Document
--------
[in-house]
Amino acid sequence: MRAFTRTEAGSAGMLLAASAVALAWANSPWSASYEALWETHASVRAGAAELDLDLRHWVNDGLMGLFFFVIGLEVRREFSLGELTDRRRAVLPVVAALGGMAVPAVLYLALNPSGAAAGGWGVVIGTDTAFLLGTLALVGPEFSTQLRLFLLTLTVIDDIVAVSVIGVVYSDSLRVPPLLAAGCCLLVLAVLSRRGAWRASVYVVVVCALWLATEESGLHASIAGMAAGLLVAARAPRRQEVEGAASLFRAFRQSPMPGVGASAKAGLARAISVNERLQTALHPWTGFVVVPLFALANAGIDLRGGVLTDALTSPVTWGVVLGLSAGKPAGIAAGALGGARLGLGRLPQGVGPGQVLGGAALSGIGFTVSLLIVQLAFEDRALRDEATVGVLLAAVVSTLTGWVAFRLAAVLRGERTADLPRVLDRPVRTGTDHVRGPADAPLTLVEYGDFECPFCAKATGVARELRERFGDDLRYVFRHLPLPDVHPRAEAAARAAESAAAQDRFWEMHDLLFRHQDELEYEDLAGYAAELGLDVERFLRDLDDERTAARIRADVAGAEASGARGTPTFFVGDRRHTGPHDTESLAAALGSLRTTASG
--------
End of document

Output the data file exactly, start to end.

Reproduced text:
[in-house]
Amino acid sequence: MRAFTRTEAGSAGMLLAASAVALAWANSPWSASYEALWETHASVRAGAAELDLDLRHWVNDGLMGLFFFVIGLEVRREFSLGELTDRRRAVLPVVAALGGMAVPAVLYLALNPSGAAAGGWGVVIGTDTAFLLGTLALVGPEFSTQLRLFLLTLTVIDDIVAVSVIGVVYSDSLRVPPLLAAGCCLLVLAVLSRRGAWRASVYVVVVCALWLATEESGLHASIAGMAAGLLVAARAPRRQEVEGAASLFRAFRQSPMPGVGASAKAGLARAISVNERLQTALHPWTGFVVVPLFALANAGIDLRGGVLTDALTSPVTWGVVLGLSAGKPAGIAAGALGGARLGLGRLPQGVGPGQVLGGAALSGIGFTVSLLIVQLAFEDRALRDEATVGVLLAAVVSTLTGWVAFRLAAVLRGERTADLPRVLDRPVRTGTDHVRGPADAPLTLVEYGDFECPFCAKATGVARELRERFGDDLRYVFRHLPLPDVHPRAEAAARAAESAAAQDRFWEMHDLLFRHQDELEYEDLAGYAAELGLDVERFLRDLDDERTAARIRADVAGAEASGARGTPTFFVGDRRHTGPHDTESLAAALGSLRTTASG